Tiffany Wilding, U.S. Economist: We think the Fed may have finished its tightening cycle, and overall, more broadly, for the last year, we’ve been characterizing the balance of risks that the Fed is trying to manage as really twofold.
The first is the risk that the Fed overtightens by raising interest rates maybe a little bit too quickly relative to what the economy can handle, and then the second risk is obviously the Fed doesn’t tighten enough and you see more inflation risk rising.
Shot of Federal Reserve meeting.
At the most recent meeting in March, the Federal Reserve members put forth a forecast which basically had interest rates flatlining at the current 2.4 percent.
Chart: A double line graph compares the federal funds rate versus the nominal neutral rate from 1984 to 2019. The end of the time period shows a near convergence with PIMCO's neutral range.
So effectively, what the Fed was telling markets is, “We no longer see the need for restrictive monetary policy, and rates are going to flatline from here.”
Shots from a PIMCO forum.
Joachim, Global Economic Advisor: The fed's dovish pivot has important implications for our cyclical outlook.
First of all, looking at the US, I think the flatlines at what we call the new neutral for interest rates reduces the risk of monetary overkill, and therefore somewhat reduces the risk of a recession over the next 12 to 18 months.
Second implication is for other central banks.
Shots of U.S. Federal Reserve Building, European Central Bank building and an aerial shot of Tokyo.
A more dovish fed means that other central banks will also have to ease a little bit more. And we've already seen the European Central Bank on the one hand, and the Bank of Japan on the other hand extending their extremely low interest rate policy for longer.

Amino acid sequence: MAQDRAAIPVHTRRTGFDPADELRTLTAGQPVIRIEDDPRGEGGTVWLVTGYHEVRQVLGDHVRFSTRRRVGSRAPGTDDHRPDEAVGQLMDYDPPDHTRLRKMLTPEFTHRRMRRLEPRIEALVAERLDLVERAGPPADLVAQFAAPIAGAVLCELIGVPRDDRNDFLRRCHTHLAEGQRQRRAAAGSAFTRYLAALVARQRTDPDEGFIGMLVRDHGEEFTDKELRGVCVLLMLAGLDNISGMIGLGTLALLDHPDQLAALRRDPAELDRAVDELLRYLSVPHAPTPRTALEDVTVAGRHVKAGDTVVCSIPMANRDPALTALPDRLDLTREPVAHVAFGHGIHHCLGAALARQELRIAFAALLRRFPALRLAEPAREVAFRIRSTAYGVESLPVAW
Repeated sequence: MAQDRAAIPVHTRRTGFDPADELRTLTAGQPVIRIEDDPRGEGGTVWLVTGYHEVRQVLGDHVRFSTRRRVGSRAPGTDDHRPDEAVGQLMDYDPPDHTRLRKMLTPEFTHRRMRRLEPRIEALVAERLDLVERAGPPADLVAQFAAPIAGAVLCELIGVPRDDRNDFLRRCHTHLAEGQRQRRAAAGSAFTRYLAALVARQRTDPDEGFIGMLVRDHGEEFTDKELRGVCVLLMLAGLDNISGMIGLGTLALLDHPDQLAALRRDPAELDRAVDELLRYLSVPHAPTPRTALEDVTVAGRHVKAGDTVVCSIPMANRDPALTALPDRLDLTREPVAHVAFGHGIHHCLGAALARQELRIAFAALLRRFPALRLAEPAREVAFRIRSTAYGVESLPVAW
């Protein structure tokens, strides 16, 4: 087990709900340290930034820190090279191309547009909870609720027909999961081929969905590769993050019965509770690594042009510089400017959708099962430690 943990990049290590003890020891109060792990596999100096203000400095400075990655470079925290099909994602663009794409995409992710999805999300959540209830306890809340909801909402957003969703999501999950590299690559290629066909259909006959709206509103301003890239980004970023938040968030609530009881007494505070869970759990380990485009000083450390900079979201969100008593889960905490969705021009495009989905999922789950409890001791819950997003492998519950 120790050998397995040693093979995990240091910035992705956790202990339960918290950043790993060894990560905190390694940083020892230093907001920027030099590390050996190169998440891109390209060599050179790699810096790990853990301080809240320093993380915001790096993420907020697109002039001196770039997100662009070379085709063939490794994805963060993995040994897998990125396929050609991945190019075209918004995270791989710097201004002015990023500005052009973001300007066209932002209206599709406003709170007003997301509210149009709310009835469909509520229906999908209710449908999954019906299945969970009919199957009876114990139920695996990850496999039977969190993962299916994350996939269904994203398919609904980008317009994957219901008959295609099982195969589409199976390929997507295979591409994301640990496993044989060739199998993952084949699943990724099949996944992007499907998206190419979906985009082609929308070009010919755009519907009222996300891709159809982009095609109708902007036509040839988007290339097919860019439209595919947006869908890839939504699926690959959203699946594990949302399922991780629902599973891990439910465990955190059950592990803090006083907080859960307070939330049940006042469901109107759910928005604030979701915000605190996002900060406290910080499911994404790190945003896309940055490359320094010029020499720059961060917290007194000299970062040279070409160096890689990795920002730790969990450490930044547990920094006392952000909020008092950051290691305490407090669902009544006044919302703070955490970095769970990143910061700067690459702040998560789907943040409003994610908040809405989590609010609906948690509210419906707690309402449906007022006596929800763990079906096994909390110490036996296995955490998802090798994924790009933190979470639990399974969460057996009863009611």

And what that means is it gives more support to the global economy. It helps to counter the global downturn that we see unfolding over our cyclical horizon.
Tiffany: So with rates at 2.4 percent and expected to flatline, a lot of clients have been asking us if they think that there’s enough room for the Fed to stimulate the economy in the event of a downturn, and we think that’s a, definitely a key question.
So we think that there are really two ways that the Fed can, can make, ensure that it has enough firepower to stimulate the economy.
The first is, is focusing and strengthening its unconventional policy tools, and these were really the tools that they used after the 2008 financial crisis and they include tools like their quantitative easing programs where they, they actually buy bonds to depress longer-term interest rates, they also include ways in which to depress interest rates, including forward guidance, and there’s various ways that the Fed could enact forward guidance.
Post-crisis, they used calendar-based forward guidance, but there’s been more discussion more recently of what we call “make-up” strategies, one of which would be using inflation, and if you have a certain period where inflation undershoots your two-percent target,
Chart: A double line graph compares the Personal Consumption Expenditures price deflator versus a 2% inflation rate path moving from lower to higher from 1992 to 2018.
then you allow a, a period of overshoot in order to make up that undershoot.Home
Joachim: How likely is this to happen? We think it's quite likely that the fed will eventually incorporate some of that into its monetary policy. We think their approach will be evolutionary, rather than revolutionary. How can they achieve this? Well, they simply have to run the economy hotter for longer. And to do this, they have to keep interest rates lower for long.
So the implication is if the fed moves to these makeup strategies, that probably means that on average in normal times interest rates will be lower than otherwise.
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